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Positive Aspects Of The Canadian Labor Movement History Essay

Labor movement is a conglomeration of workers. They come together to agitate for their common interest. This is towards humane treatment by their employers whether in private or public organizations. These movements rely on certain laws that govern their labor relations. Within these movements are trade unions, which represent the interests of workers in a particular organization or industry.

During pre-industrial Canada, there existed very few trade unions. This by contemporary standards could not be termed as labor movements. It is in later years that workers started realizing their common interests as working class. It is after this realization that workers formed greater groupings that pursued their common political and economic interests going beyond their limiting work places.

The historical origin of the labor movement in Canada can not be discussed overwhelmingly without touching on some events that occurred in the United States of America. This coincides with the emergence of the Knights of Labor in 1875. The Knights of Labor had been founded in Philadelphia in 1869 with the aim of facilitating the improvement of pay and better working conditions. Its aim also extended to promoting educational and political sensitization among its members. This was perceived as a way of transforming the general public to comprehending the issues bedeviling the working class.

It was in Ontario and Quebec that the Knights were first successful. They recruited new members who were or were not skilled. They did not segregate on gender thus increasing their success rate. The success of the Knights of Labor only lasted until around 1880s during the economic downturn. This was exacerbated by the internal wrangling within the Knights of Labor itself. Its failure and eventual downfall was witnessed in both Canada and the United States of America. It was then that the Labor Congress of Canada took over to become Canada’s key Trade Union.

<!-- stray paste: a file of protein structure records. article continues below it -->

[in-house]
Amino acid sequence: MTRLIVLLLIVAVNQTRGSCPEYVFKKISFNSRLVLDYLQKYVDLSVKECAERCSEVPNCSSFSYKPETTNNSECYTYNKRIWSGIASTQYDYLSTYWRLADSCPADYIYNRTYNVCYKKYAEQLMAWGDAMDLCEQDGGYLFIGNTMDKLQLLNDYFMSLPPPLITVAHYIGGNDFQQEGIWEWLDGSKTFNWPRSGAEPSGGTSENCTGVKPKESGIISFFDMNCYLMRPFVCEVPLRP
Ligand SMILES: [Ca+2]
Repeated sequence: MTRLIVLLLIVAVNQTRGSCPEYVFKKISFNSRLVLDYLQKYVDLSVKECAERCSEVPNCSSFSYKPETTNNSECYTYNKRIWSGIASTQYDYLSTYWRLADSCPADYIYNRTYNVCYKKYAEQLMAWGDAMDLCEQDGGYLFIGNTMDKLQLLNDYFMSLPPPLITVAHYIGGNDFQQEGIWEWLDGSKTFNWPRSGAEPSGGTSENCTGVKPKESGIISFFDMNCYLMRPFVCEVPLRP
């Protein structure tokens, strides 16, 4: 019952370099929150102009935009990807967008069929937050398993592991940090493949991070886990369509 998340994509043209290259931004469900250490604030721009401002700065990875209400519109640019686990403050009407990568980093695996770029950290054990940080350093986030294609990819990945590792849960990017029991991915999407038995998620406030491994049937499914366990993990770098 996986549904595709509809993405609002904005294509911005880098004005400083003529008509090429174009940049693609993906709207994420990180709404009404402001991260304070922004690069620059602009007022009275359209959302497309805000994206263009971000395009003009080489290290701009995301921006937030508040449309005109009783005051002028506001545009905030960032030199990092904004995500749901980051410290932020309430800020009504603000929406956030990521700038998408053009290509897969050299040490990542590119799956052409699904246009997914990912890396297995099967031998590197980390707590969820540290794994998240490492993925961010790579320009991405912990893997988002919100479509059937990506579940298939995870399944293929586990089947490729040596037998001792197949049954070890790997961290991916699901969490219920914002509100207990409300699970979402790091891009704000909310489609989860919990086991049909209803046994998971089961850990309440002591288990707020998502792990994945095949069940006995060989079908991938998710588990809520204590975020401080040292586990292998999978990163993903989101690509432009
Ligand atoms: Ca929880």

Labor Congress of Canada started as a unifying entity to independent national unions and international unions with links to the American Federation of Labor and Knights of labor. It held annual common forums which had as agenda their common concerns. From hence, they would indulge in agitation and lobbying for the enactment of legislations that would improve the lives of the workers. Labor Congress of Canada managed to go beyond political parties’ partisanship by acting neutral. This was based on the fact that the financial might of the Labor Congress of Canada was realized due to the limited skilled trade people. With this financial potency in place, the Labor Congress of Canada did not see the need to seek socio-political help to achieve its economic justice aims.

It was the American Federation of Labor that saved the Canadian exploitation by the Americans targeting cheap labor. The federation led an organizing drive in Canada at the end of which many locals joined thus almost transformed the Labor Congress of Canada into a branch of American Federation of labor. An American, John Flett, led the movement and was elected its president at the Berlin Convention. With this “new dispensation” of power, dual unionism was abolished. This led to almost quarter of the members being expelled from the Labor Congress of Canada. This did not exempt the Knights of Labor assemblies. Despite all these, there was still conflict as the Labor Congress of Canada was only a voice for the Canadian workers to the government while the American Federation of Labor took the Labor Congress of Canada just like an international branch. This for along time inhibited the actual and independent growth of the Canadian Labor Movements Even at an early stage, including the time of the Berlin Convention, more than 90% of Canadian workers belonged to international trade unions. This would only change much later. This change occurred as a result of constant challenge by the Canadian workers on why their movement was so focused internationally and always held a weak political approach.